My husband is a very patient person. He puts up with a lot in support of my baking hobby (even considering that he’s a happy beneficiary of it). A fine (or sometimes more than fine) dusting of flour over pretty much the whole house, equipment overflowing the cupboards and stacked on the floor and every available surface, books that leave no shelf space for so much as a phone directory — none of this elicits even the bat of an eye from this man.
So when he casually and calmly mentioned one day recently that my ingredients were overrunning the refrigerator, I paid attention. Time to spend down some of that baking capital: seeds, nuts, more seeds I bought because I forgot I had the first ones, grains, and special flours that have insidiously taken over way more than their fair share of fridge and freezer real estate.
Starting with the flax seeds. Flax seeds are delicious and nutritious and crunchy and beautiful, which clearly explains why I felt I had to buy about 2 or 3 pounds last time I stocked up. (This is maybe 7 cups of seeds — which is a pretty sizable helping of those healthy omega-3 fatty acids.
This flaxseed rye, adapted from Jeffrey Hamelman’s Bread: A Baker’s Book of Techniques and Recipes, was a really great way to use some of those seeds, as well as some of the high-gluten flour that is also in abundance at my house right now. Even though I used whole rye flour in place of the original recipe’s medium rye (I’m not allowed to buy more ingredients!), the texture was amazingly un-dense for a 60%-rye bread, and the flavor combination of flaxseeds and rye is just about unbeatable. I may even increase the flax seeds next time I make this (because I do still have plenty of those seeds left).
One thing that helps with maintaining a more-or-less round cross-section of an oblong rye loaf is to keep the slashes running more across the loaf than down its long axis, which is something I didn’t do here. For some examples of better scoring patterns, as well as some notes on working with rye doughs, take a look at my 47% Rye Bread.
The recipe calls for a rye starter. I don’t normally maintain one, so when I need one I take a portion of my 100%-hydration white starter and simply feed it with rye instead of white flour over a few feedings. No doubt some purists would slap my hand for not keeping a long-term rye starter, but I’m not losing any sleep over it.
(adapted from Bread: A Baker’s Book of Techniques and Recipes by Jeffrey Hamelman)
Yield: 1700 g (2 loaves)
- Build sourdough: 16 hours
- Soak soaker: the same 16 hours
- Mix final dough: 10 minutes
- First fermentation : 45 minutes
- Preshape, rest, and shape: 15 minutes
- Proof: 1 hour
- Bake: 65 minutes
Flaxseed Soaker Ingredients:
- 91 g whole flax seeds
- 273 g water
Rye Sourdough Ingredients:
- 364 g whole rye flour
- 290 g water
- 17 g rye starter
Final Dough Ingredients:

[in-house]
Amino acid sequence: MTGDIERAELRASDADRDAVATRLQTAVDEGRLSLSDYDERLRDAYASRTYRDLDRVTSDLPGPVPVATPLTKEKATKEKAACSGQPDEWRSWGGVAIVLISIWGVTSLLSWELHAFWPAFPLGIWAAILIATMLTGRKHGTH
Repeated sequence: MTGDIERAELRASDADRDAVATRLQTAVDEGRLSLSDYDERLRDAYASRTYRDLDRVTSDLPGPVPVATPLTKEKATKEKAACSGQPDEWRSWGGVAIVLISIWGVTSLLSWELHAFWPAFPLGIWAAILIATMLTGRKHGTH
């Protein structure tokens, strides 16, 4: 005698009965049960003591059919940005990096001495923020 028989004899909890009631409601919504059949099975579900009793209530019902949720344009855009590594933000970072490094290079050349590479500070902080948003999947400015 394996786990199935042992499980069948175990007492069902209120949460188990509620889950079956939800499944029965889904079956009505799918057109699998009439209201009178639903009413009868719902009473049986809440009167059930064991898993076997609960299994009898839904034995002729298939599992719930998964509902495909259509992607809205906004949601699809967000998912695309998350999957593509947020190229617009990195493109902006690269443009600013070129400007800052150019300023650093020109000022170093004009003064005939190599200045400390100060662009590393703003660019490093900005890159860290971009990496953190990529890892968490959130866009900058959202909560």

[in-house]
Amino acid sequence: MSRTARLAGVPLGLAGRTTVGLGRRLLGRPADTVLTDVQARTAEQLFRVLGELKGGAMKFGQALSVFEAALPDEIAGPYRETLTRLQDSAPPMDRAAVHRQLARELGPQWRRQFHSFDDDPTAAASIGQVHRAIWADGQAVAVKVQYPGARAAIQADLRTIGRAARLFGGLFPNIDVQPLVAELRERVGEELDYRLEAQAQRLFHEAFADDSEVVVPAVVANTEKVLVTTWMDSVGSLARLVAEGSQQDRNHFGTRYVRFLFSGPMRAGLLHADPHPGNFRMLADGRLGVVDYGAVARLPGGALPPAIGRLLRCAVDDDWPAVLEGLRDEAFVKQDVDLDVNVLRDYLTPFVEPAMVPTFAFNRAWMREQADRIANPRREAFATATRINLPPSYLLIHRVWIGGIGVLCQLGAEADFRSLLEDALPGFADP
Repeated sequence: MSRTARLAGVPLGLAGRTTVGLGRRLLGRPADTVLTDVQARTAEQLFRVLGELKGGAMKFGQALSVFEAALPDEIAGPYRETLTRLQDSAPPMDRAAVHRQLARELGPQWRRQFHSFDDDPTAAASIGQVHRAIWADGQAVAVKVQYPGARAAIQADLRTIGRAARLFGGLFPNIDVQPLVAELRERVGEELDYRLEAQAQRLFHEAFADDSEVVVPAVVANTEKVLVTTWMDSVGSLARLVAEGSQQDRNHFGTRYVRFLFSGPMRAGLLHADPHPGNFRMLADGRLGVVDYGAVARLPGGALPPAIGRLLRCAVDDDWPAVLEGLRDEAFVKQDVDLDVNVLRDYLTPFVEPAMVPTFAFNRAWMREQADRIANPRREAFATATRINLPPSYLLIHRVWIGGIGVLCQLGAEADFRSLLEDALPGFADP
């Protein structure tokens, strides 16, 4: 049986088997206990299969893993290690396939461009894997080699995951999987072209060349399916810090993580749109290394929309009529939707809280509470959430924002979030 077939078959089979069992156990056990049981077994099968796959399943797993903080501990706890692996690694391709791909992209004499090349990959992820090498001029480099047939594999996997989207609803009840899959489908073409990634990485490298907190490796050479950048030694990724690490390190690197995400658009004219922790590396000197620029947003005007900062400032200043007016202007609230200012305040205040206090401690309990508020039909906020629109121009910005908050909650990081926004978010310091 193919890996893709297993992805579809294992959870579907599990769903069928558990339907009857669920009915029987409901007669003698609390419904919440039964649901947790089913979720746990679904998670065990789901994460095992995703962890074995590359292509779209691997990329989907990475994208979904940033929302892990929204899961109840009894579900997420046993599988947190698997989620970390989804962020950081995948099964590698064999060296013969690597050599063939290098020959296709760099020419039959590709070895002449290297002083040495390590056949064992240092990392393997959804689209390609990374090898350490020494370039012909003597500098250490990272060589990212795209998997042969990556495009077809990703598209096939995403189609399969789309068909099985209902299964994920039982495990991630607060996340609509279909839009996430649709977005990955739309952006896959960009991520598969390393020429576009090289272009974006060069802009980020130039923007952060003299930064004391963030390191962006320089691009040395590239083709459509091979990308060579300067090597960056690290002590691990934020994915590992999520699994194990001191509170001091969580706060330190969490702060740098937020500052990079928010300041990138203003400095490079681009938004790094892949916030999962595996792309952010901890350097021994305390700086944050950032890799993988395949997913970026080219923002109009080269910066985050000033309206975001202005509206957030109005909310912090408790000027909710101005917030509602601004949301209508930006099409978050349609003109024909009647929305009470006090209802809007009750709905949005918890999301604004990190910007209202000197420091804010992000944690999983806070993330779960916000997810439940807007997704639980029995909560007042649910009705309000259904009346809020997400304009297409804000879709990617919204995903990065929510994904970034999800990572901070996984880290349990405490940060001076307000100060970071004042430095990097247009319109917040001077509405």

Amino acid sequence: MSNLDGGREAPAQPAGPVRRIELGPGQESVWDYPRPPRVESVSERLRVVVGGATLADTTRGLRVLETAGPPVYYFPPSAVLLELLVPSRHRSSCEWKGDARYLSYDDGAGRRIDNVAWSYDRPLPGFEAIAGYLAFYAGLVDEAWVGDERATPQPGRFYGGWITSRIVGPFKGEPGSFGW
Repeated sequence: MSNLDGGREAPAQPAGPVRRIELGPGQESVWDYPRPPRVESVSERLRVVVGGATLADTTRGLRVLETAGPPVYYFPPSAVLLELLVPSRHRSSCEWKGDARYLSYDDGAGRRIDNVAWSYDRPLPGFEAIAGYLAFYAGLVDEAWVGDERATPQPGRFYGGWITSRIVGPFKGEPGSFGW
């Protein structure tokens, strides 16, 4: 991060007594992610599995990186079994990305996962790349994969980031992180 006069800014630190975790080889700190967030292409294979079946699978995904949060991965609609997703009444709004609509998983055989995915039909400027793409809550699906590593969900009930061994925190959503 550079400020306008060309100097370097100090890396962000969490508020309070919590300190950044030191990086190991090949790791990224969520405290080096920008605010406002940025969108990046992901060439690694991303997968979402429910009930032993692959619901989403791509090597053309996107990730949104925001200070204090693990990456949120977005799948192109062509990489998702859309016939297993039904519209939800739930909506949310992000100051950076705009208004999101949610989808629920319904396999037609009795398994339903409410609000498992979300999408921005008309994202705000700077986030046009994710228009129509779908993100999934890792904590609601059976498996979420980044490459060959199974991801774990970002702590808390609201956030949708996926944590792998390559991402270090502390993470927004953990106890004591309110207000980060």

- 182 g whole rye flour
- 364 g high gluten flour (such as King Arthur’s Sir Lancelot)
- 119 g water
- 4.5 g (1.5 t.) instant yeast
- 17 g (generous tablespoon) salt
- All of the rye sourdough
- All of the flaxseed soaker
- To make the rye sourdough, mix the starter and water, then add the rye flour and mix well. Cover and ferment for 16 hours at room temperature.
- Make the soaker at the same time you build the sourdough. Combine the flaxseeds and water, cover, and let rest for 16 hours.
- Combine the fermented sourdough, soaker, and the rest of the final dough ingredients in the bowl of a mixer with dough hook. Mix in low speed to incorporate all the ingredients, about 3 minutes. Adjust the water as needed to achieve a medium consistency dough.
- Continue mixing in medium speed until the dough starts to hold together, which will indicate the gluten is developing. If you can get a windowpane, it will be a very crude one. This might take about 3 minutes, but will depend on your mixer. The dough will be very sticky.
- Transfer the dough to a lightly oiled container. Cover and ferment for 45 minutes at 80F. (I roughly achieved this temperature by placing it into a large plastic bag with a cup of hot water.)
- Turn the dough into a lightly floured counter and divide it into two pieces. (My pieces were 730 grams for the batard and 930 for the round.) Preshape into balls and let rest, covered, for 10 minutes.
- Shape the dough into tight rounds or batards and place them, seam-side-up, into well-floured brotforms or linen-lined baskets.
- Proof, covered, for about one hour at 80F. The loaves are proofed when the surface shows the faintest hint of “cracking.”
- Meanwhile, preheat the oven, with baking stone, to 460F. You will also need steam during the initial phase of baking, so prepare for this now.
- Just before baking, slash the loaves as you like, at a 90-degree angle to the surface of the loaf.
- Bake at 460F with steam for 15 minutes, then without steam at 440F for another 35–45 minutes, until the crust is a deep brown. Then turn off the oven and leave the loaves in for another 10 minutes, with the door ajar, to let the loaves dry.
- Cool on a wire rack, then cover with linen for several hours before cutting.